Berkhamsted violin maker receives British Empire Medal for industry dedication and charity support
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A man from Berkhamsted has been honoured by the King in recognition of his services to violin making.
Colin Garrett, 81, has spent roughly 30 years in the profession, and has supported a number of charities since taking up the trade.
He has been described as the hidden face behind contemporary British lutherie.
Since retraining as a violin maker in his late 50s, Colin has shown true dedication to the craft.
The 81-year-old is credited with setting up the British Violin Making Association (BVMA) membership database, using his legal skills to ensure the archives met with the Data Protection Act.
He acted as the BVMA’s company secretary for 13 years, assisting the association with book publishing and commercial opportunities.
Colin played a vital role in helping the charity release four books.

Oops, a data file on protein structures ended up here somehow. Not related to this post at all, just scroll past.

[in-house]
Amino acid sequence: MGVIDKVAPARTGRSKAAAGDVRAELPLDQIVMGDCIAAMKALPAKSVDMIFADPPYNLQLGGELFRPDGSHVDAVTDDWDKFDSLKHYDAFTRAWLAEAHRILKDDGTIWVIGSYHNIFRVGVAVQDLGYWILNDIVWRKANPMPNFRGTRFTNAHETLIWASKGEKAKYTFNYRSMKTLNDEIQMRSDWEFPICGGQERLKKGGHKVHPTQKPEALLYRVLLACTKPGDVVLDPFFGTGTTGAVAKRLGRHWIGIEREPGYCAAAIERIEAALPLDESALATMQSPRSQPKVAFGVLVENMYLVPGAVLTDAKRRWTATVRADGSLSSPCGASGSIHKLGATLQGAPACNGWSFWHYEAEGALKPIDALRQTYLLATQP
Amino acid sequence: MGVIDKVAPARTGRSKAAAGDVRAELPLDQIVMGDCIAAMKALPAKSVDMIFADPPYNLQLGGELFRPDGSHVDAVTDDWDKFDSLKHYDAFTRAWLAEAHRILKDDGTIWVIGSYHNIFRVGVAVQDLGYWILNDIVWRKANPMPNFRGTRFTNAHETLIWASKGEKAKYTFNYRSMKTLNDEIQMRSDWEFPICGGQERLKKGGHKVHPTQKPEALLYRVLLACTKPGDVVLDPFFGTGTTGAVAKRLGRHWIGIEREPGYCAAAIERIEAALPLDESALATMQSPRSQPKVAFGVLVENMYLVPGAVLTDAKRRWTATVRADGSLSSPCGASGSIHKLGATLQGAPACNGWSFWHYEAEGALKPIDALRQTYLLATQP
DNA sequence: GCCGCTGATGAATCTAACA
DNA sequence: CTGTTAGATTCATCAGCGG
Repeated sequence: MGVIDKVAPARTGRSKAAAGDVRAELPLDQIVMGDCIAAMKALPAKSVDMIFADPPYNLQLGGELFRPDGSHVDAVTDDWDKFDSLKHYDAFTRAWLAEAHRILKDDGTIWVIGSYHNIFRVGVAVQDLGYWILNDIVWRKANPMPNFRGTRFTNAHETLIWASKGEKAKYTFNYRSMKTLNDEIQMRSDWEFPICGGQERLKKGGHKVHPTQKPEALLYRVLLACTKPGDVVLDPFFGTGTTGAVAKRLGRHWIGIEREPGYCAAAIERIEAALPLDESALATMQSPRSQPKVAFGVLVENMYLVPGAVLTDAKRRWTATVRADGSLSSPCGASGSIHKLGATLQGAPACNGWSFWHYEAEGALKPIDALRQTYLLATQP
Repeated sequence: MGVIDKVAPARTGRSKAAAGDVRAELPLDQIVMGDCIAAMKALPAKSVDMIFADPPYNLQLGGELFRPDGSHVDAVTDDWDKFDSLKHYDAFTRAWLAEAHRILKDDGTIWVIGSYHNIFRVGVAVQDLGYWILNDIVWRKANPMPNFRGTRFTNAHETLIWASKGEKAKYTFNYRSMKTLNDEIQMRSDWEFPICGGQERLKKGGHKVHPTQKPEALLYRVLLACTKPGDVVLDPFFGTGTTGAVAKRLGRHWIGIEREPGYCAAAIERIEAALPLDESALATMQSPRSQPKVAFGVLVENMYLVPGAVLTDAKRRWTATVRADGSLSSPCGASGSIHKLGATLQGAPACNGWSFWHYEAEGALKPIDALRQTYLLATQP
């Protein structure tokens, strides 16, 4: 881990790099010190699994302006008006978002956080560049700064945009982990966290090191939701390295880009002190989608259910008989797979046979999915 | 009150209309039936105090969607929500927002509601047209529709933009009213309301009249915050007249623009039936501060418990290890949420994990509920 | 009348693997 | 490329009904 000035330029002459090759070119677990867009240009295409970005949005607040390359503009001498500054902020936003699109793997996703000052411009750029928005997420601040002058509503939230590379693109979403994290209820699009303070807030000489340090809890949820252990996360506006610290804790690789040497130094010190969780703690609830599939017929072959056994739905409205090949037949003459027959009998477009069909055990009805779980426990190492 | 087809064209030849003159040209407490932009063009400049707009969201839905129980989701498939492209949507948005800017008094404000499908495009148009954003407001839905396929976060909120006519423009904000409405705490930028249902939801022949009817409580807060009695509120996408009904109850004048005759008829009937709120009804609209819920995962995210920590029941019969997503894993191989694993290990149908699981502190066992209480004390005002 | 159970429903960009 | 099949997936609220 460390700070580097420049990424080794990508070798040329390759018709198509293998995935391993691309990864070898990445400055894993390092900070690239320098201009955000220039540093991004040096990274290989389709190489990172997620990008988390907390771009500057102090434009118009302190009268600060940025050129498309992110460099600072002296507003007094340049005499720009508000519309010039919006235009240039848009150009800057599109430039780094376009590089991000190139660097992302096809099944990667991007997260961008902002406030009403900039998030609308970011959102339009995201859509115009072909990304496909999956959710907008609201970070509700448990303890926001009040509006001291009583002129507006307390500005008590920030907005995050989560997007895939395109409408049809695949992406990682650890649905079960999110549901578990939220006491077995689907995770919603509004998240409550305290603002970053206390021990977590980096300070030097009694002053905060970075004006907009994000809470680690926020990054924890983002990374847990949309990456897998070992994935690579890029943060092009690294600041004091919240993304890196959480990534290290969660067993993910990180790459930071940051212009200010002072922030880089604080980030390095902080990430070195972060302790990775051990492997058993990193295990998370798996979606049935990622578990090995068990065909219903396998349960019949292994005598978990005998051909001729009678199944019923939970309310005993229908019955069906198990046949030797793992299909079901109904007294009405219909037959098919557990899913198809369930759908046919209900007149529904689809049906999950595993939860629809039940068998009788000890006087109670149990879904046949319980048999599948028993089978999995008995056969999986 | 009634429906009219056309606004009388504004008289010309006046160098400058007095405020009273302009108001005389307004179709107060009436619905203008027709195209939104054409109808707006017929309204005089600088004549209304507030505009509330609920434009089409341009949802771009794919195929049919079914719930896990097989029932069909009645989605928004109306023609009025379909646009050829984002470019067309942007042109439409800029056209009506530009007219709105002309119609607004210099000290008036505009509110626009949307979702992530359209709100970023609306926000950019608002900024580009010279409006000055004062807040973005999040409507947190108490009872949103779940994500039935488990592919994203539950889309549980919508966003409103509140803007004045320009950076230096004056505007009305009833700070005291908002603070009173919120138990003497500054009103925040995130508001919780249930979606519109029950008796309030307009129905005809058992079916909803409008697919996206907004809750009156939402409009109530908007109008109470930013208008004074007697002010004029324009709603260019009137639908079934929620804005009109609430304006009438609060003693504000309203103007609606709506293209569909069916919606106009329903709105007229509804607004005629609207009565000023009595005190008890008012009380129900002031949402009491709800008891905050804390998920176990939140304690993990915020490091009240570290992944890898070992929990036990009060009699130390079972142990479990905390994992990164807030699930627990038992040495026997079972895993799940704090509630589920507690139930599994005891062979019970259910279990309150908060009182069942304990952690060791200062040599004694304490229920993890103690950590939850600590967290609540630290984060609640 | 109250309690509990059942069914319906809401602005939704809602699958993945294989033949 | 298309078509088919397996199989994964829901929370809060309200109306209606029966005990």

He also assisted the Rowan Armour-Brown (RAB) Trust. The charity needed help registering its accounts and Colin’s input allowed the not-for-profit venture to support students.
It was Colin who led the process of getting the trust official UK charity status. Observers state that he single-handedly took one that task in 2004.
For nearly 20 years he has collected workshop donations from across the country on behalf of the trust.
He takes the contents home, sorts through the tools, wood, books and instruments to decide what can be sold on to students, before driving to colleges to man the next tool sale.
Items are sold to students at a very reduced rate and the proceeds made are offered in annual grants to young people. He has made at least two sales for 19 consecutive years.
Each year deserving RAB students receive a copy of BVMA’s books, on Colin’s recommendation.
He was tireless in facilitating the granting of special awards by the RAB Trust to encourage young makers with potential and arranging opportunities for them to spend time in professional workshops.
He has also acted as a trustee and treasurer of LSF-UK (Luthiers Sans Frontières) since 2016, which he guided to charitable status.
He has donated funds and has also secured funding from various organisations to support LSF-UK projects. The charity offers training to some of the poorest countries.
Colin has been named in King Charles III’s first ever Birthday Honours List.